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Press Releases - County Council

Council approves resolution initiated by Councilmember Navarro to recognize second Monday in October as Indigenous Peoples’ Day

For Immediate Release: Tuesday, July 28, 2020

Resolution calls on Maryland General Assembly to adopt Indigenous Peoples’ Day as official state holiday and asks Montgomery County Public Schools to expand material on Native peoples in curriculum

ROCKVILLE, Md., July 28, 2020—Today the Montgomery County Council unanimously approved a resolution to officially recognize the second Monday in October, which has historically been associated with Columbus Day, as Indigenous Peoples’ Day. The resolution, which was initiated by Councilmember Nancy Navarro and sponsored by the full Council, makes October 12, 2020 the first Indigenous Peoples’ Day to be officially celebrated in Montgomery County. The resolution directs all official calendars to be updated going forward.

The resolution also calls on the Maryland General Assembly to adopt this day as an official state holiday, and urges Montgomery County Public Schools to undergo a review of its curriculum to better incorporate the histories, narratives and cultures of the country’s Native peoples.

“I am proud to have spearheaded this resolution, as issues of racial equity and social justice take center stage in our national dialogue even during a global pandemic,” said Councilmember Navarro, who is chair of the Council's Government Operations and Fiscal Policy Committee. "While change is never easy, this Council has shown time and again that it is ready to take that next leap. This is not about erasing history, but instead elevating traditionally silenced voices as part of our historical narrative. Our Native American Tribes deserve to have their stories told and their cultures celebrated.”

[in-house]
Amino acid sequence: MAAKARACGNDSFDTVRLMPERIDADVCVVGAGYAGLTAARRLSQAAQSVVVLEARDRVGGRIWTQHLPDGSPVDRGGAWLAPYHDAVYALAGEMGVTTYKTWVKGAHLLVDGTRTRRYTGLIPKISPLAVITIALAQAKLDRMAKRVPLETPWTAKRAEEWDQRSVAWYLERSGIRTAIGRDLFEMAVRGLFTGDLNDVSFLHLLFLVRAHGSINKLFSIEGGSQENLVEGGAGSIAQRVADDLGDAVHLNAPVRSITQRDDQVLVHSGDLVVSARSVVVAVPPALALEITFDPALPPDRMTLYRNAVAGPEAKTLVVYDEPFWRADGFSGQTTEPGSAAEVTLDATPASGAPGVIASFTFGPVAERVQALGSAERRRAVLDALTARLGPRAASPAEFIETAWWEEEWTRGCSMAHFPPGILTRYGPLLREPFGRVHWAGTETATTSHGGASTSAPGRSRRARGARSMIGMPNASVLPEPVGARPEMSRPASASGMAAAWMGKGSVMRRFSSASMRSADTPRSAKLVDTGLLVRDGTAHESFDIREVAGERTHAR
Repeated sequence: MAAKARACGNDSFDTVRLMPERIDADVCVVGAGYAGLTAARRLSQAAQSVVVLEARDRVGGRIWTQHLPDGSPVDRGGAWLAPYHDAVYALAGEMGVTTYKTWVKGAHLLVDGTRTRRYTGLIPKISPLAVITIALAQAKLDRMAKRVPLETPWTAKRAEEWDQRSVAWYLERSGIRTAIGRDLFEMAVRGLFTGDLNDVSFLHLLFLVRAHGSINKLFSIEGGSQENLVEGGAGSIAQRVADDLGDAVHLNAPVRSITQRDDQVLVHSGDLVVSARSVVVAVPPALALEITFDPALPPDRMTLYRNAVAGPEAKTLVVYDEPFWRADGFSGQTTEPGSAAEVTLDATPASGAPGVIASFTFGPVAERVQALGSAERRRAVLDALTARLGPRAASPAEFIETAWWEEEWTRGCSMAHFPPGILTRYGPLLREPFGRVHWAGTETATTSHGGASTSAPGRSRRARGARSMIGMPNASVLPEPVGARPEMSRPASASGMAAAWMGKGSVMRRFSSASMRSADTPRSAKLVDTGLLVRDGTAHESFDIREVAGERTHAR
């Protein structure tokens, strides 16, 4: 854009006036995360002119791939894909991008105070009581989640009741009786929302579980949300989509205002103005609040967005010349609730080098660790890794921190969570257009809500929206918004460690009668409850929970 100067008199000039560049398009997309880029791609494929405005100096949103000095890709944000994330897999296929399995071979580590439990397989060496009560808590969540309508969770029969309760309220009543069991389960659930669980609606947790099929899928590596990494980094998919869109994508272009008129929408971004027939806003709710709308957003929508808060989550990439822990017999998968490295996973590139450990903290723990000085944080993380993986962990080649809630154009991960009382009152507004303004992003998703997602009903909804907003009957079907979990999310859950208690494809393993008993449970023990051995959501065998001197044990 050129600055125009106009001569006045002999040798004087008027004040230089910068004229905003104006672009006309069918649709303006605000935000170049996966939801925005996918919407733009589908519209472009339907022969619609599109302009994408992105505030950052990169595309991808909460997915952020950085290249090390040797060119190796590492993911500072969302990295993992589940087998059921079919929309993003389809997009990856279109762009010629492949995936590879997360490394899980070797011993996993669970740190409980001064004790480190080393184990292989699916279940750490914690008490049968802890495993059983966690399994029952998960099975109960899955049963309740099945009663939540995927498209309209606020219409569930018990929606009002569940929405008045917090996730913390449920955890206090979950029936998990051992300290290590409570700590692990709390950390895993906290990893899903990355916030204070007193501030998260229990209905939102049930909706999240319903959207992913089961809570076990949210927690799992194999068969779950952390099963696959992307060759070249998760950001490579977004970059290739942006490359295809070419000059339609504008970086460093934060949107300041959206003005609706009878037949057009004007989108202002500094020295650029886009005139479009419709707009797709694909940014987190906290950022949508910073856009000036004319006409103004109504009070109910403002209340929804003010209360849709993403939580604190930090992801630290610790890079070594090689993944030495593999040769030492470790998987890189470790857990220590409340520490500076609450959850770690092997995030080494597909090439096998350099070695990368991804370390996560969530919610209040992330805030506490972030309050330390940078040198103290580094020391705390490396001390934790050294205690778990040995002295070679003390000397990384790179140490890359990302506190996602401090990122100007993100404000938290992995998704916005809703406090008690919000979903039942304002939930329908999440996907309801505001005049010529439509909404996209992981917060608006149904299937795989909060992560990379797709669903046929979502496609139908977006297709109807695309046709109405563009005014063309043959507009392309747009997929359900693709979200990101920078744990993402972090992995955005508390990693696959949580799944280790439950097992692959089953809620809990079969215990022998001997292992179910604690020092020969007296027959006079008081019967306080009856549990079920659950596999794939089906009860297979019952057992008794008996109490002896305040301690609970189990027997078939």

The resolution notes that Christopher Columbus, for whom Columbus Day is named, is known to have committed numerous crimes against humanity against Native peoples in the Americas. Recognizing Indigenous Peoples’ Day would help to move away from the legacy of racism and bigotry against Native peoples.

Maryland is home to many tribes recognized by the Maryland Commission on Indian Affairs, including the Accohannock Indian Tribe; the Assateague Peoples Tribe; the Cedarville Band of Piscataway Indians; the Nause-Waiwash Band of Indians; the Piscataway Conoy Confederacy and sub-tribes; the Piscataway Indian Nation; the Pocomoke Indian Nation; and the Youghiogheny River Band of Shawnee Indians.

The resolution notes that more than 70 jurisdictions and seven states recognize Indigenous Peoples’ Day, including the City of Takoma Park, Prince George’s County, Washington, D.C. and Alexandria, Virginia.

The resolution and Council staff report can be viewed here . 

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Release ID: 20-332
Media Contact: Ikhide Roland Ikheloa 240-777-7824 , Bertha Cerzosimo 240-777-7986